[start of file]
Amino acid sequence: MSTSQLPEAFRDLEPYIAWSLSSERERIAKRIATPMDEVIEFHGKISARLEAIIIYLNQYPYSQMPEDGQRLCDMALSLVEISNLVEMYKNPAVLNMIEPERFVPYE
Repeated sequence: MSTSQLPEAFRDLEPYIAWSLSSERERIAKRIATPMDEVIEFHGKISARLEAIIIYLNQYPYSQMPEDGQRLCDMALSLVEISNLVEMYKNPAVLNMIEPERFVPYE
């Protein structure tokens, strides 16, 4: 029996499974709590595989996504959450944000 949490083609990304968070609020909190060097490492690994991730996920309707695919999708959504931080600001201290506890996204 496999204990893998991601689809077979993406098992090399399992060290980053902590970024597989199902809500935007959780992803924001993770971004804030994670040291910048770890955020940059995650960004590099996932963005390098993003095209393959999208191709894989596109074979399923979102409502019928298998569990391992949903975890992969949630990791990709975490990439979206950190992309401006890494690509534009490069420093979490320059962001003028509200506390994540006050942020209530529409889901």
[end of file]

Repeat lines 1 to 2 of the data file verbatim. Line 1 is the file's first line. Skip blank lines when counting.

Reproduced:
Amino acid sequence: MSTSQLPEAFRDLEPYIAWSLSSERERIAKRIATPMDEVIEFHGKISARLEAIIIYLNQYPYSQMPEDGQRLCDMALSLVEISNLVEMYKNPAVLNMIEPERFVPYE
Repeated sequence: MSTSQLPEAFRDLEPYIAWSLSSERERIAKRIATPMDEVIEFHGKISARLEAIIIYLNQYPYSQMPEDGQRLCDMALSLVEISNLVEMYKNPAVLNMIEPERFVPYE